The Glen Ellen Branch
The Glen Ellen Branch's history features unique technology, multiple gauges, and multiple owners. The line was preceded by a prismoidal railroad, using a monorail-like technology that in the latter part of the 19th century was cheaper to construct than a conventional railroad.
The Sonoma Prismoidal Railroad ran for 6 months in the same general corridor of what was to become the Glen Ellen Branch. The ultimate railroad right-of-way was first established by the Sonoma Valley Railroad, which was incorporated in 1878 and built a narrow-gauge line from Sonoma Landing, on San Francisco Bay, to Sonoma. In 1881 the Sonoma and Santa Rosa Railroad extended narrow gauge tracks from Sonoma to Glen Ellen, and was subsequently incorporated into the Sonoma Valley Railroad. This line and its 1888 connection to the San Francisco and North Pacific Railroad between Sears Point and Ignacio were broad-gauged in 1890.
The Glen Ellen branch was effectively a branch line from the Southern Pacific's "interchange" with the NWP at Schellville north to Sonoma and Glen Ellen. These lines were purchased by the San Francisco and North Pacific, and ultimately became part of the Northwestern Pacific Railroad (NWP). The NWP was jointly owned by the Southern Pacific and Santa Fe until 1929, when it became a wholly-owned subsidiary of Southern Pacific. The SP had built its own route into the Valley of the Moon that crossed the NWP Glen Ellen line at Schellville, served Glen Ellen, and continued up the valley to Santa Rosa. In 1934, the SP and NWP consolidated portions of these lines resulting in the NWP between Yulupa and Glen Ellen to be abandoned in favor of the parallel SP line. The Sonoma-Yulupa-Glen Ellen trackage of both NWP and SP were abandoned in 1942. The SP/NWP continued to serve Sonoma until the 1970s.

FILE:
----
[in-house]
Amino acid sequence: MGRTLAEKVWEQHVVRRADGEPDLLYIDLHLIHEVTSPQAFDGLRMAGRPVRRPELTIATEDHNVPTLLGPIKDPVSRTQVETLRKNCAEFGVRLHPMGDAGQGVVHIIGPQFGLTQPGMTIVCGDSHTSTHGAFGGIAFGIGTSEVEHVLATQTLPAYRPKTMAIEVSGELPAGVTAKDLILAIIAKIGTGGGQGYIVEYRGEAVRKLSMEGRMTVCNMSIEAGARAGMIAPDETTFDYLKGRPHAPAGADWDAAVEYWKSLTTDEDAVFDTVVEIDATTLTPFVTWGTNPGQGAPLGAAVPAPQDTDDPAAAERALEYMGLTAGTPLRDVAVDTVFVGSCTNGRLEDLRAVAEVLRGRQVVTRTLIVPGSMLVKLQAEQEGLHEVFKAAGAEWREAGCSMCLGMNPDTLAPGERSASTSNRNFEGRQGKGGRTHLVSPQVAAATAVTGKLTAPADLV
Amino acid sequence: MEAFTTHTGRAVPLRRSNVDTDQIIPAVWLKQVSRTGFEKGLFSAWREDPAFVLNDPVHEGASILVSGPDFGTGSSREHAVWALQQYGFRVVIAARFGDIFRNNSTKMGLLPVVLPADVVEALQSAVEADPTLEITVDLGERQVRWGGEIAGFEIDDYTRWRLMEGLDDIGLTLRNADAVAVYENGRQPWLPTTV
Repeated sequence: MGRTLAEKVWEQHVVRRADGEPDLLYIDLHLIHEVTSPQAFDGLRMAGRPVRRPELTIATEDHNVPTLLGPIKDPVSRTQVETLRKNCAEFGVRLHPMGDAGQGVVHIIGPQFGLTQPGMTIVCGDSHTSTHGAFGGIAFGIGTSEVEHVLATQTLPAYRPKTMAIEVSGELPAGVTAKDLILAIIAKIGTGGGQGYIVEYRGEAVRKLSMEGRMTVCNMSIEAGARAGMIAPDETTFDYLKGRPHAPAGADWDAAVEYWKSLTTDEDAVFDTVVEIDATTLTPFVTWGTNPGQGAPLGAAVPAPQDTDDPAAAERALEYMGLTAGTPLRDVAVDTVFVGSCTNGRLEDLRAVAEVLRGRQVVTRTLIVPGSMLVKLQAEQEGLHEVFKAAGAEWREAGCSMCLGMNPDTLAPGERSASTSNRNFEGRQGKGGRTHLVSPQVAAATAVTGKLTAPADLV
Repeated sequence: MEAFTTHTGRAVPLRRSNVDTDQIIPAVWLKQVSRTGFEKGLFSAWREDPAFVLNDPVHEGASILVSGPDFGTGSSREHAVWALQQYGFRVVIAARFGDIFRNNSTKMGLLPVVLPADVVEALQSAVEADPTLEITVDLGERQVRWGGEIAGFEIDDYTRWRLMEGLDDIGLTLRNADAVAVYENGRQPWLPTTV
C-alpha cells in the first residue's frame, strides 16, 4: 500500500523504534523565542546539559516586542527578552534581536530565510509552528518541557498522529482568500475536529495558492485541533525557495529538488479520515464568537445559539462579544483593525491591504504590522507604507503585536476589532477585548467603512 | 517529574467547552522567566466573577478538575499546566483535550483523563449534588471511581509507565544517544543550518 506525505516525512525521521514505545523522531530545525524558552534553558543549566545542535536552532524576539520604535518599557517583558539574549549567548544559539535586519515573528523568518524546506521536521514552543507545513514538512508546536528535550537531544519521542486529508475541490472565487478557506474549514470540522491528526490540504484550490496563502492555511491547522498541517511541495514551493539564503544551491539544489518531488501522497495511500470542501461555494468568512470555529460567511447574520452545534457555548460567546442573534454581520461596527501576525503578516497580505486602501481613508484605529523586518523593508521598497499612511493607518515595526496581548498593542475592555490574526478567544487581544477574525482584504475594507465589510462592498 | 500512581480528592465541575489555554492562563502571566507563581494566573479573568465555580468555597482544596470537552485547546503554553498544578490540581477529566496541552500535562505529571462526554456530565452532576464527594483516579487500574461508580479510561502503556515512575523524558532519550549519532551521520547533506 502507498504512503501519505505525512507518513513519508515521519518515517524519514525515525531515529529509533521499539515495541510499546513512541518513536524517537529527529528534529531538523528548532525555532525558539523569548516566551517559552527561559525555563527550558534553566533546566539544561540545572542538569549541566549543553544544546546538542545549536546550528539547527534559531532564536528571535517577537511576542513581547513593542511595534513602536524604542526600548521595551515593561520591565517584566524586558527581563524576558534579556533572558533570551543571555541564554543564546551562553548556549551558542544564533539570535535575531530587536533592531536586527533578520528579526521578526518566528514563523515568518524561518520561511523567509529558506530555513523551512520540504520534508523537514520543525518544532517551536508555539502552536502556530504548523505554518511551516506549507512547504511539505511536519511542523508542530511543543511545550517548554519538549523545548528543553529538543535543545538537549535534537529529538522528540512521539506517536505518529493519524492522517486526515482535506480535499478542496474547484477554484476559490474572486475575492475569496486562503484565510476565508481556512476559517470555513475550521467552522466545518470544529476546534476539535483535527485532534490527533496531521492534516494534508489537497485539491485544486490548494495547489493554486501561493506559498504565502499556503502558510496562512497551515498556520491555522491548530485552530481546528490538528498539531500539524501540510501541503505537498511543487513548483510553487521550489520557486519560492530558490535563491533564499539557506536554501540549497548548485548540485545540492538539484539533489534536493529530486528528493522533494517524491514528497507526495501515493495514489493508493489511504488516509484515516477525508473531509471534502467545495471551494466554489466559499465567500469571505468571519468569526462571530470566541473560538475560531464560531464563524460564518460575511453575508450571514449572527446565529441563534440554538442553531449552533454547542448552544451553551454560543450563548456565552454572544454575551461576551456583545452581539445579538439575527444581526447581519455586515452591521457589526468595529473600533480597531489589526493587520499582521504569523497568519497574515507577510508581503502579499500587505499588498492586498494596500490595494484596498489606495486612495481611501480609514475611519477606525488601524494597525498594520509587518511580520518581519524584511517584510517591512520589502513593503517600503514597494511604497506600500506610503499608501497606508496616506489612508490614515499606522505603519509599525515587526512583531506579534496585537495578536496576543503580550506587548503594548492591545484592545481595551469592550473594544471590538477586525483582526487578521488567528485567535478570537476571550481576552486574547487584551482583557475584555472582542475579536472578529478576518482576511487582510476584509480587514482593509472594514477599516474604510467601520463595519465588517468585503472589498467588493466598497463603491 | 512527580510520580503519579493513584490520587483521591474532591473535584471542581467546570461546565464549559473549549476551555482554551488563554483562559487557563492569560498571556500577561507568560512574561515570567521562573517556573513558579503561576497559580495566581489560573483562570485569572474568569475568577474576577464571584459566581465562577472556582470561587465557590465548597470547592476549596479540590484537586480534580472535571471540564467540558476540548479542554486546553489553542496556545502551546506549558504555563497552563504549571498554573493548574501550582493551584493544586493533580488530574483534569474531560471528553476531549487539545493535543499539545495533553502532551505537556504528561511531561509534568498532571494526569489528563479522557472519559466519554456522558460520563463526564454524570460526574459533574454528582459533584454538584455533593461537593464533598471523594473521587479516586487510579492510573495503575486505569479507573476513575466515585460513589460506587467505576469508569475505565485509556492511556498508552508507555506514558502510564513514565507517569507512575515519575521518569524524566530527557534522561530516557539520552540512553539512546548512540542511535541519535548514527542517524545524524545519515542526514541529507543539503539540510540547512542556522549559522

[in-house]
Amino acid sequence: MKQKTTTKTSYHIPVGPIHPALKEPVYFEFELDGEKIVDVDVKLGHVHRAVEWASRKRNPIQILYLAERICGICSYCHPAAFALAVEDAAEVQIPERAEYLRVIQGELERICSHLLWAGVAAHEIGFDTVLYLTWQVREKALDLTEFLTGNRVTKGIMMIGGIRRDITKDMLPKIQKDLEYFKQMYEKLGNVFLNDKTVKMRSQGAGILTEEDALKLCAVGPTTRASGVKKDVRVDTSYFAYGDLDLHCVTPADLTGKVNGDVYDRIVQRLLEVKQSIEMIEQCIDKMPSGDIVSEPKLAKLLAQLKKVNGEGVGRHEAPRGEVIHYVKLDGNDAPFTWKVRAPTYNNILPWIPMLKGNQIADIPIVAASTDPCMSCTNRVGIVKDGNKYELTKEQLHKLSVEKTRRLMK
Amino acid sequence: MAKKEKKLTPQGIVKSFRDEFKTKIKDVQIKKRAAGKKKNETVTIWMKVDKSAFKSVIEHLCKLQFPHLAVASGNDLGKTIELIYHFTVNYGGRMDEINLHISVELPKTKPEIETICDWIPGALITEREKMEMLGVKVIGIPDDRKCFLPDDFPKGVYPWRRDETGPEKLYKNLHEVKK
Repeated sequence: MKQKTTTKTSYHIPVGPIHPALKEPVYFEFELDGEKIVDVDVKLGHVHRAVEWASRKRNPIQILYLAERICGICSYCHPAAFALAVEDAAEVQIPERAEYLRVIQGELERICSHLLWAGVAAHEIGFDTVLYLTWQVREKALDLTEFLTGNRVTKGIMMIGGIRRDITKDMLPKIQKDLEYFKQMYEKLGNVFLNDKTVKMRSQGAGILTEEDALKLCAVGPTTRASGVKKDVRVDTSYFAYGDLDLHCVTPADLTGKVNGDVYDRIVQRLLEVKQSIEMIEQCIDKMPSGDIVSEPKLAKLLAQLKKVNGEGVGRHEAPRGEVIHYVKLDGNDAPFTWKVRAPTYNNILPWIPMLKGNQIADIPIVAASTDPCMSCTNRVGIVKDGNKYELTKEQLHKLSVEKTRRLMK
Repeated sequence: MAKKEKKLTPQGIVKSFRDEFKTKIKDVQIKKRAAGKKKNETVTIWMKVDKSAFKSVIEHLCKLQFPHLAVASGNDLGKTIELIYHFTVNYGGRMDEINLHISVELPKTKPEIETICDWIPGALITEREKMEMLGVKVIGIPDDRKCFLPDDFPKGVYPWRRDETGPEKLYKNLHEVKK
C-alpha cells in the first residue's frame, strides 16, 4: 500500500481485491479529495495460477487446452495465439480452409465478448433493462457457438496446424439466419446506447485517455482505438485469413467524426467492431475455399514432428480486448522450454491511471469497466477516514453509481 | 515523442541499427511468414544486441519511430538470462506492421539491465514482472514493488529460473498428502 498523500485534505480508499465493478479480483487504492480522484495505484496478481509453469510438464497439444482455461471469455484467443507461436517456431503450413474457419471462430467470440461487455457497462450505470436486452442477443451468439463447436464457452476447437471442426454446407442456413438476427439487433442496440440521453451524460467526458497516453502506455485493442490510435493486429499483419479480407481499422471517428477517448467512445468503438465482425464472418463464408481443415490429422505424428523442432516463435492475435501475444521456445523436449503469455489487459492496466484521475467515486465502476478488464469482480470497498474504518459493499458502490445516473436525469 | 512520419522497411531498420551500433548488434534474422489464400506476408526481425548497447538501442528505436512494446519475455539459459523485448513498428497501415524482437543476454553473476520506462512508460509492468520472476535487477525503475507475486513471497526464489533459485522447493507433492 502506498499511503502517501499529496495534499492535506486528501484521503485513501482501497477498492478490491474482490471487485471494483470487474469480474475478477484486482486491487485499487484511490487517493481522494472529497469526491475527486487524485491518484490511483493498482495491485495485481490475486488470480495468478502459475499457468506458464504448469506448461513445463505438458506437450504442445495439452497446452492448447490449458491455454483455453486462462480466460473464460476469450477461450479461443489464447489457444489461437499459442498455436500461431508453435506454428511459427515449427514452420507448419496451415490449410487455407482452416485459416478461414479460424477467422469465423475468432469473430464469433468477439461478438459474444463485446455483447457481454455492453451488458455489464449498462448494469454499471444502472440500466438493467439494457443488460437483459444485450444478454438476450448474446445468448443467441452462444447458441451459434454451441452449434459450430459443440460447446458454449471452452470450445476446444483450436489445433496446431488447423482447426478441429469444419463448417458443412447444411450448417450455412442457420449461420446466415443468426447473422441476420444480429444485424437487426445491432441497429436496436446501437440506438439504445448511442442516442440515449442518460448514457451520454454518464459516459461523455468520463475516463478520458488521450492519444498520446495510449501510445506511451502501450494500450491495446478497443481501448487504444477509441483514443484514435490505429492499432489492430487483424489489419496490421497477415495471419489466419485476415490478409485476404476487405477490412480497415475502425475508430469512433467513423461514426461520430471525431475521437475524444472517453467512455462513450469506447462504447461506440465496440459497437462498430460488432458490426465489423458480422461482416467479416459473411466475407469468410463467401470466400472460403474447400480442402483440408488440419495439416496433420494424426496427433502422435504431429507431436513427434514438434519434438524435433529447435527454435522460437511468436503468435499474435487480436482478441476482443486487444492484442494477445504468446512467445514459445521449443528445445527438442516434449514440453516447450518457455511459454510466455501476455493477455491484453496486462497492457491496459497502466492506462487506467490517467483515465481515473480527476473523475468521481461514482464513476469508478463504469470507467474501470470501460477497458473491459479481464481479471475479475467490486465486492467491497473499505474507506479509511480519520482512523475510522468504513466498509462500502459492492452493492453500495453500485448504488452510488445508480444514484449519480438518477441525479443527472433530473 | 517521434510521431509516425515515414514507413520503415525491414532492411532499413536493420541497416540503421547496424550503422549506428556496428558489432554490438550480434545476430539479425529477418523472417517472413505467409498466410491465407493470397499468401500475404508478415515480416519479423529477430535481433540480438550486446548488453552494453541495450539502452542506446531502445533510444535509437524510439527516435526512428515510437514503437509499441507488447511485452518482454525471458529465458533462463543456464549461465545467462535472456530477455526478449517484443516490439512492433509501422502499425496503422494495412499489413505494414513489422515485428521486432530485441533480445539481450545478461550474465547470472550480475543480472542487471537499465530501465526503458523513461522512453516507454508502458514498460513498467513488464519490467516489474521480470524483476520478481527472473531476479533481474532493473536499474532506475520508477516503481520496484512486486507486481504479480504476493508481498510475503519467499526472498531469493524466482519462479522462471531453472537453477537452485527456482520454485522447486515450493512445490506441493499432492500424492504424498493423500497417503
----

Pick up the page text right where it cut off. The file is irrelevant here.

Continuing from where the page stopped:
The portion of the branch to Vineburg, south of Sonoma, shows up on more recent rail maps, but today the track is severed south of Sonoma Airport. Today, in Sonoma at 270 First Street West, a rebuilt railroad depot hosts a local history museum, complete with two vintage freight cars and an SP caboose. (The original depot burned in 1976.) The right-of-way hosts a bike path from this point north. On the east side of town, the tracks have mostly been removed, but are visible in the pavement at Sebastiani Vineyard. The vineyard also has a caboose on site. Railroad crossing pavement markings and embedded rails are still visible on 7th Street, East Napa Drive and along 8th Street to Vineburg. The right-of-way is easily followed paralleling 8th Street from Sonoma to Schellville. At Vineburg, tracks are still in place at a feed mill and extending south about a half mile. They've been torn up from there to just north of Schellville, where a timber trestle still stands and the abandoned tracks wrestle with the roots of a eucalyptus windbreak.
See also the Northwestern Pacific Passenger Station
Thanks to Jack Witthaus for contributing information.
The caboose shown at Sabastini Winery in Sonoma is former NWP.
Are these rail tracks and cars for sale?
Can anyone tell me anything about the fascinating old railroad bridge over Sonoma Creek in Wingo at the end of Millerick road?
@Barry Stelling There is more info about the bascule bridge at www.nwprr.net
I lived in Sonoma Valley from 1940 to 1987 and saw steam engines come to the town station. Also saw many trains crossing the Wingo bridges but never saw the turn-table bridge in use, only the drawbridge where we fished. Fished and hunted the sloughs for decades. Great memories!
The route through Sonoma Developmental Center shows the track on the NE side of Trestle Glen Drive near "Blooms". (The nursery within SDC, visible by the green awnings in the satellite image). However, there are still remains from what appears to be a railroad bridge on the SW side of Trestle Glen Drive over the "green" pond located just South of Blooms.
The railroad is in use from Napa Junction to Schellville
Actually a lot of the line has be rehabilitated
Haven't found much on the prismoidal railroad on the internet. Not even pictures.